At one stage Mr Tatton-Brown was hospitalised in London's St Thomas', where he came to see some of the advantages of the traditional Nightingale wards. 'We always used to say it was a shame it didn't happen earlier,' she laughs.
Among the myriad issues that planning teams had to grapple with were whether hospitals should be high or low-rise, how to stop them from becoming obsolete and, as time went on, how to control costs and build more quickly (made more difficult by increasingly cumbersome DHSS planning procedures, culminating in what became known as Capricode).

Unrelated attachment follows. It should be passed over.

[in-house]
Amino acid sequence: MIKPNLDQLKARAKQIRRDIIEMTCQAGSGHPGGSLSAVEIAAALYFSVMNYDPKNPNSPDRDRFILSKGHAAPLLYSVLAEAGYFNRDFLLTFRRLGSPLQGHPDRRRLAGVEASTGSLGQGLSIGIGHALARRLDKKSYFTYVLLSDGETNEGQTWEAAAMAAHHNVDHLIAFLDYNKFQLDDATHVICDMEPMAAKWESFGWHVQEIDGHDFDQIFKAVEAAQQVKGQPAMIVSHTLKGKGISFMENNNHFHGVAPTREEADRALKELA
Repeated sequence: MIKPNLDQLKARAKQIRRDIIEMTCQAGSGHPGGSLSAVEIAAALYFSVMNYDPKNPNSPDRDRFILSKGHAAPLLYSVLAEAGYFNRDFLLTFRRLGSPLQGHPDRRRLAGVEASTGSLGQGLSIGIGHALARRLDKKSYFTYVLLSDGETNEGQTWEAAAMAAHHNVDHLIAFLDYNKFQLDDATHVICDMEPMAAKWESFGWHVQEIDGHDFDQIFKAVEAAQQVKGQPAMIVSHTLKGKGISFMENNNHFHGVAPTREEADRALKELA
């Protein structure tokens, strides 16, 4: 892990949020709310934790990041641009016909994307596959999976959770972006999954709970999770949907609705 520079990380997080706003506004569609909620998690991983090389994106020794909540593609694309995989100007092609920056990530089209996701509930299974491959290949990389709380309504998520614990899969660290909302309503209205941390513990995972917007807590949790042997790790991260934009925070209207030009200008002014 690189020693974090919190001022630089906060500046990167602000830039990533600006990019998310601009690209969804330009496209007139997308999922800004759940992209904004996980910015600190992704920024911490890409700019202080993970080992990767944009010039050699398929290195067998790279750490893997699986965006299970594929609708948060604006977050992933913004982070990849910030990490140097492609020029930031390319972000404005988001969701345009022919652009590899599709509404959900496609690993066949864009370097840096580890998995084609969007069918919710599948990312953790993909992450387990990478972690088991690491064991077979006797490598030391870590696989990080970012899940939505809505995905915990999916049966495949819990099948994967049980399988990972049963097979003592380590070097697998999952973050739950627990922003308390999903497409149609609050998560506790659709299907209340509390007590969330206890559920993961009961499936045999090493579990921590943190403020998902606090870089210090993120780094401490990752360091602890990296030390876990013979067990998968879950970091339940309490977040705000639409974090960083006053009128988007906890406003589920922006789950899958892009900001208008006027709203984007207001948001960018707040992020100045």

But the first problem was the sheer bulk and complexity of the buildings envisaged. The area per bed of a 19th century hospital had doubled in the inter-war period. Now designers were being asked to provide four times the space. Until the early 1970s, the trend was also for increasing bed numbers - while the Hospital Plan was based around hospitals of 600-800 beds, a DHSS report in 1969 suggested there should be 1,000-2,000 beds.3
In parts of Europe and in America, the initial response was to stack wards in a tower, rising from a wide-spreading podium containing all other accommodation. It was a design shaped by new lift technology and a desire for short walking distances, and it was nicknamed 'matchbox on a muffin'.